This story of healing is the third in a sequence in Mark’s account of the gospel which collectively give us a teaching segment on the nature of faith.
Each of the three stories shows us a different aspect of what it means to follow Jesus, and togther we get a clear picture of what we are signing up for – although when I say a clear picture, I don’t mean a blueprint with instructions.
It seems that Mark’s idea of a clear picture is a bit more sketchy than most of us might like…let me show you what I mean.
The first story is one I’m sure you are very familiar with, and you’ll have heard it read to you three weeks ago, but it wasn’t the text which was preached from, so let me refresh your memory….
A rich young man came to Jesus and asked his question “Good teacher, what must I do to inherit eternal life?”
and after some back and forth, Jesus looks at him, is moved by love for him and tells him
‘Go, sell all you own and give it to the poor and then come and follow me.’
The young man is discouraged, and walks away.
Jesus then reflects with the disciples on how hard it is for the rich and privileged to enter into the kingdom of heaven and the disciples are also discouraged.
Mark’s message to us seems clear: following Jesus is costly, one way or another.
There is much to let go of, give away and give up if we hope to be faithful.
The second story, which you heard last week, focuses in on the disciples as James and John corner Jesus with a special request.
We want you to do whatever we ask, they say, and while Jesus makes no promises, he asks them:
“what is it you want me to do for you?”
and what they ask for is positions of power and status in the kingdom of heaven.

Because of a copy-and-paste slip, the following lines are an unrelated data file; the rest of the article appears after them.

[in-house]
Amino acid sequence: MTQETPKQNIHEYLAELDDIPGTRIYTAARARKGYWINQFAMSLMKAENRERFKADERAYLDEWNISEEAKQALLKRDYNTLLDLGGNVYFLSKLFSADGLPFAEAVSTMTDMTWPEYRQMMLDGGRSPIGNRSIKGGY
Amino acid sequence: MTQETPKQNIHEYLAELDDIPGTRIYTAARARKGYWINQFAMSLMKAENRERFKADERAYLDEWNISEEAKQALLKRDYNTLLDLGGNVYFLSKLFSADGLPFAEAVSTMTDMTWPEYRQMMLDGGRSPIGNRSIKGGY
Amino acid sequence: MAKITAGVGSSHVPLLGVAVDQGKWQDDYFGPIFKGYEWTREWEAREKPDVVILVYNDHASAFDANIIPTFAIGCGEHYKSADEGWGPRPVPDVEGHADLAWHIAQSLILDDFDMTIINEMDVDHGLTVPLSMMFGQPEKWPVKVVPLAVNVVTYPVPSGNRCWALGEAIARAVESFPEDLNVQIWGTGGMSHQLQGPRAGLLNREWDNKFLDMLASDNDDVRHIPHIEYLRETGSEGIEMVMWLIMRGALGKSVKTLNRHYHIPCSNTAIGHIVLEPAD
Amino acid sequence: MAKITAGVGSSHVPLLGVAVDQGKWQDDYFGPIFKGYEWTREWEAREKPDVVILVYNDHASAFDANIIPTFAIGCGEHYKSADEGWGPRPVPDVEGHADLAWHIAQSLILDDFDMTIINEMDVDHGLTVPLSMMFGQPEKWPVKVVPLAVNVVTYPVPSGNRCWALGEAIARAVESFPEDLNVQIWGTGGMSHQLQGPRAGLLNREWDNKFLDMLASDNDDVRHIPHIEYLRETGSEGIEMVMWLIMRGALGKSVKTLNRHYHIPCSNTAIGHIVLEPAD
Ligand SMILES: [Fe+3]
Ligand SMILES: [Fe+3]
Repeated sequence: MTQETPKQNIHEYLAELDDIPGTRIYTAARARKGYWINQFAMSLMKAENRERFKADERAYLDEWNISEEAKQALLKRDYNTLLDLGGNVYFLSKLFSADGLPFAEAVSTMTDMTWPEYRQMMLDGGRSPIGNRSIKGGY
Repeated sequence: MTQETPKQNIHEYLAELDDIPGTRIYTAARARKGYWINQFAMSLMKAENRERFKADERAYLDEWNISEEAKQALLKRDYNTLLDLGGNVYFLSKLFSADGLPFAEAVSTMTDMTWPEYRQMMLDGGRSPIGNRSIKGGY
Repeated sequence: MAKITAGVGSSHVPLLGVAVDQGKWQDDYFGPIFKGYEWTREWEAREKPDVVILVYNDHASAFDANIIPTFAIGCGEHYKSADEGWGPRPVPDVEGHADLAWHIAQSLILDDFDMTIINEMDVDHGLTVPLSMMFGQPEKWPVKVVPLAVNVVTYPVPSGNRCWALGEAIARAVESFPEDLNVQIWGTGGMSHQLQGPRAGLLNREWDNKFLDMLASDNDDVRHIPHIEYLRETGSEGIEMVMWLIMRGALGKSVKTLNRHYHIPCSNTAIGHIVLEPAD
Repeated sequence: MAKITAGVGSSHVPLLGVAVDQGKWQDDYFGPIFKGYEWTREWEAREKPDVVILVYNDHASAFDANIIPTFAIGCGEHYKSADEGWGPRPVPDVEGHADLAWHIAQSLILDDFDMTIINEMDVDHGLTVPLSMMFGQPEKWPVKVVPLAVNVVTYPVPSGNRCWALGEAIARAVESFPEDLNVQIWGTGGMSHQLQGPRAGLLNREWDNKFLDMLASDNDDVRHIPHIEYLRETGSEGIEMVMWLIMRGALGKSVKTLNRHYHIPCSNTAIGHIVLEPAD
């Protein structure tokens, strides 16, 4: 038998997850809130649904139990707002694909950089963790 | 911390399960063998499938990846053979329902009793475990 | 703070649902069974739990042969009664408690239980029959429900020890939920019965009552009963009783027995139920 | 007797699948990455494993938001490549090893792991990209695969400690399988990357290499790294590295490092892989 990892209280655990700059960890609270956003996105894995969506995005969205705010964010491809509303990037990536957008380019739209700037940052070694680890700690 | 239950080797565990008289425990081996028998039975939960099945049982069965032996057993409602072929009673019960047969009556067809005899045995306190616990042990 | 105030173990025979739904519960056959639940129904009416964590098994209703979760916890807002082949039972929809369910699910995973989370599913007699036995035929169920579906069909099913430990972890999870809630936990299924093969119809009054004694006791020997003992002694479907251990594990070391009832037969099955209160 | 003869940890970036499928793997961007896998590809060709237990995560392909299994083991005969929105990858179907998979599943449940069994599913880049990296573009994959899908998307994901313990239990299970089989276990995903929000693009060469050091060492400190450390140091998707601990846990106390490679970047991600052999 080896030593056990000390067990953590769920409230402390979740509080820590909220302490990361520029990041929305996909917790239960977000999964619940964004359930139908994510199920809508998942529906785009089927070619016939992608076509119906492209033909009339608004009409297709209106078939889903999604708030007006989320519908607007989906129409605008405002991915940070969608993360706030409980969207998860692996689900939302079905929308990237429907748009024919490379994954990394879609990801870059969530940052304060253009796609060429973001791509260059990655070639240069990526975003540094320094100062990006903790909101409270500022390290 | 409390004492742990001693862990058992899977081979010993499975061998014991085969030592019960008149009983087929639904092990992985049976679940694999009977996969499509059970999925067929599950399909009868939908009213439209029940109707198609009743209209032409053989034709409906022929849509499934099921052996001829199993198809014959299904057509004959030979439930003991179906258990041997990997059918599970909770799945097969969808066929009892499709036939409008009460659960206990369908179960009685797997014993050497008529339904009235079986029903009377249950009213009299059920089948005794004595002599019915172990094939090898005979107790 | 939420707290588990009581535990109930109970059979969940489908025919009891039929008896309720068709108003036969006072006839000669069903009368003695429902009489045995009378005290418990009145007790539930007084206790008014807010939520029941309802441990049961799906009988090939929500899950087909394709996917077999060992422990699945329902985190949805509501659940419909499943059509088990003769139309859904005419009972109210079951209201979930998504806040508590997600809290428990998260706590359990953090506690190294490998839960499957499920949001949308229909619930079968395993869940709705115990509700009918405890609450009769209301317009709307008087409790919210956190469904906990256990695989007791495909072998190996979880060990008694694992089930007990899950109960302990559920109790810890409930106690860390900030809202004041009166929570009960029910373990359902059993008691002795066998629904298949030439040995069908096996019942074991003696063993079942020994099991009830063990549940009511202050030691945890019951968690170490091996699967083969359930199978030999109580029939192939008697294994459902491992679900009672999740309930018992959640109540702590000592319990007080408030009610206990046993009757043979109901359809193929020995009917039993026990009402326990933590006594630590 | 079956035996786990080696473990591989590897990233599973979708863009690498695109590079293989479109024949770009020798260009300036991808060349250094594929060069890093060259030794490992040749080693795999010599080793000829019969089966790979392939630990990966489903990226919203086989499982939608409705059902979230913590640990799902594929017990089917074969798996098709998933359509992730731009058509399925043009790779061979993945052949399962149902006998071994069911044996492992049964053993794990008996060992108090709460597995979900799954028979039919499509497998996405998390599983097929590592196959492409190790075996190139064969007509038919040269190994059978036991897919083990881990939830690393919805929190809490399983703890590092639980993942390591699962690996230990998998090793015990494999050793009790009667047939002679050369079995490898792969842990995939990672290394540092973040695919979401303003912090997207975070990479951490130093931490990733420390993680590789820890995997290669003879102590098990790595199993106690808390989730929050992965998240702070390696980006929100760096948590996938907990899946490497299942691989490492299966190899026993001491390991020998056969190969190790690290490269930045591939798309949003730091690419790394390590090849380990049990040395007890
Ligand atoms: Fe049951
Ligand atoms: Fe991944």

A kingdom whose nature they clearly have not grasped or they wouldn’t have asked their question.
This exchange is followed by a conversation with all the disciples who are angry with James and John –
presumably because they got in first with the promotion request, not because James and John were out of order with the group values.
Jesus tries again to be clear about what faithfully following in his way looks like.
We are friends; we treat each other as equals; we serve each other without looking for privilege or reward; we love one another and suffer with and for one another.
And now we come to Bartimeaus.
He has a request to make of Jesus too, but he isn’t rich or able bodied, so he doesn’t get to approach Jesus as an equal like the rich young man.
Nor is he in the inner circle so he doesn’t get to make his request quietly like James and John.
Instead, he is obliged to shout for mercy from the edge of the crowd, and against the merciless pressure of the crowd to pipe down.
But he is insistent – the crowd cannot deter him – and he keeps on calling out for mercy, making a big enough fuss finally to get Jesus’ attention and an interview.
And Jesus asks him the question.
The same question he asked James and John.
What do you want me to do for you?
Here at last is someone who is free enough to follow in the way of Jesus.
He has already freely let go of his possessions as he cast off his cloak when Jesus called him.
He already knows his own weakness and vulnerability – how could he not? - but he doesn’t accept that it makes him less worthy.
And he asks for mercy, for compassion.
He asks for the very thing that Jesus tells us is the source of Life and the ground of God’s being.
It takes a blind man to recognise that we need to ask for mercy to see again. To see as God sees, with the eyes of the heart.
This is the last encounter in Mark’s account before Jesus sweeps into Jerusalem and resolutely follows his path to its violent end